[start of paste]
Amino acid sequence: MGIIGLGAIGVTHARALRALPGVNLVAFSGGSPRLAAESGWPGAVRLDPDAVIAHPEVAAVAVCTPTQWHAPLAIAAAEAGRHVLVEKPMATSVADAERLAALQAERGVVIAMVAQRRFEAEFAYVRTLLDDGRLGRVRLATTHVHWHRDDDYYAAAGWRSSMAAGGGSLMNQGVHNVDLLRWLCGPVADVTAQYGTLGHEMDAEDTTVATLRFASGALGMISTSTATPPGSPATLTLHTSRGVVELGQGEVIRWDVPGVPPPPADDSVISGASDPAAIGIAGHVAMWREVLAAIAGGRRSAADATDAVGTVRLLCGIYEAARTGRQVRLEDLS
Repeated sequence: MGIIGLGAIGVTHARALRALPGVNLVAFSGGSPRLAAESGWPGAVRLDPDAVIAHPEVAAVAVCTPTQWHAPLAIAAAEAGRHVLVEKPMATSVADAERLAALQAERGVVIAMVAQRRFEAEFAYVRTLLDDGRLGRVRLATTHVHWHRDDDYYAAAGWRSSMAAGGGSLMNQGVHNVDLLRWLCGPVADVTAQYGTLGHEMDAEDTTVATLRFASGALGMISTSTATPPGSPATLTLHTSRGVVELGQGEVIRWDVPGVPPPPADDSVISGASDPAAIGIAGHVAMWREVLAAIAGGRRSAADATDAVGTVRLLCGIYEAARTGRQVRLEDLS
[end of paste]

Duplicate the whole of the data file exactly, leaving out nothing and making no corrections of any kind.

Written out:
Amino acid sequence: MGIIGLGAIGVTHARALRALPGVNLVAFSGGSPRLAAESGWPGAVRLDPDAVIAHPEVAAVAVCTPTQWHAPLAIAAAEAGRHVLVEKPMATSVADAERLAALQAERGVVIAMVAQRRFEAEFAYVRTLLDDGRLGRVRLATTHVHWHRDDDYYAAAGWRSSMAAGGGSLMNQGVHNVDLLRWLCGPVADVTAQYGTLGHEMDAEDTTVATLRFASGALGMISTSTATPPGSPATLTLHTSRGVVELGQGEVIRWDVPGVPPPPADDSVISGASDPAAIGIAGHVAMWREVLAAIAGGRRSAADATDAVGTVRLLCGIYEAARTGRQVRLEDLS
Repeated sequence: MGIIGLGAIGVTHARALRALPGVNLVAFSGGSPRLAAESGWPGAVRLDPDAVIAHPEVAAVAVCTPTQWHAPLAIAAAEAGRHVLVEKPMATSVADAERLAALQAERGVVIAMVAQRRFEAEFAYVRTLLDDGRLGRVRLATTHVHWHRDDDYYAAAGWRSSMAAGGGSLMNQGVHNVDLLRWLCGPVADVTAQYGTLGHEMDAEDTTVATLRFASGALGMISTSTATPPGSPATLTLHTSRGVVELGQGEVIRWDVPGVPPPPADDSVISGASDPAAIGIAGHVAMWREVLAAIAGGRRSAADATDAVGTVRLLCGIYEAARTGRQVRLEDLS